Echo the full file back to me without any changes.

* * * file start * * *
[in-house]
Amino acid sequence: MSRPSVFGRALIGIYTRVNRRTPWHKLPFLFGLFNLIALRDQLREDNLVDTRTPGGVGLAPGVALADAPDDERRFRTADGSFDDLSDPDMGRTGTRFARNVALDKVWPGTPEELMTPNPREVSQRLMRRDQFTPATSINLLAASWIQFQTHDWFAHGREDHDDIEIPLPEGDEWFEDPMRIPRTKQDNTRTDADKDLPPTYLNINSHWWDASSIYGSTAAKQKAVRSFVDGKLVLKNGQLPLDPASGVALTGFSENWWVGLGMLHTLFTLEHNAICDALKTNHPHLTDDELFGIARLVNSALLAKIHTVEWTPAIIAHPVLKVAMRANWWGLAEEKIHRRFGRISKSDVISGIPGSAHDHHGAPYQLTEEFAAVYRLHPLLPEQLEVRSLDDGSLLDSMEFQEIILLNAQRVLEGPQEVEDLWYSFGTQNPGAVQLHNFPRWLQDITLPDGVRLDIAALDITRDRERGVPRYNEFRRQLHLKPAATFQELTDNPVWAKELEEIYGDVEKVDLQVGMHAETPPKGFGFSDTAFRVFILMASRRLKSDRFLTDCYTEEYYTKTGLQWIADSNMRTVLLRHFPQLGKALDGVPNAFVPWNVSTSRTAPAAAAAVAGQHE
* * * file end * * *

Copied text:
[in-house]
Amino acid sequence: MSRPSVFGRALIGIYTRVNRRTPWHKLPFLFGLFNLIALRDQLREDNLVDTRTPGGVGLAPGVALADAPDDERRFRTADGSFDDLSDPDMGRTGTRFARNVALDKVWPGTPEELMTPNPREVSQRLMRRDQFTPATSINLLAASWIQFQTHDWFAHGREDHDDIEIPLPEGDEWFEDPMRIPRTKQDNTRTDADKDLPPTYLNINSHWWDASSIYGSTAAKQKAVRSFVDGKLVLKNGQLPLDPASGVALTGFSENWWVGLGMLHTLFTLEHNAICDALKTNHPHLTDDELFGIARLVNSALLAKIHTVEWTPAIIAHPVLKVAMRANWWGLAEEKIHRRFGRISKSDVISGIPGSAHDHHGAPYQLTEEFAAVYRLHPLLPEQLEVRSLDDGSLLDSMEFQEIILLNAQRVLEGPQEVEDLWYSFGTQNPGAVQLHNFPRWLQDITLPDGVRLDIAALDITRDRERGVPRYNEFRRQLHLKPAATFQELTDNPVWAKELEEIYGDVEKVDLQVGMHAETPPKGFGFSDTAFRVFILMASRRLKSDRFLTDCYTEEYYTKTGLQWIADSNMRTVLLRHFPQLGKALDGVPNAFVPWNVSTSRTAPAAAAAVAGQHE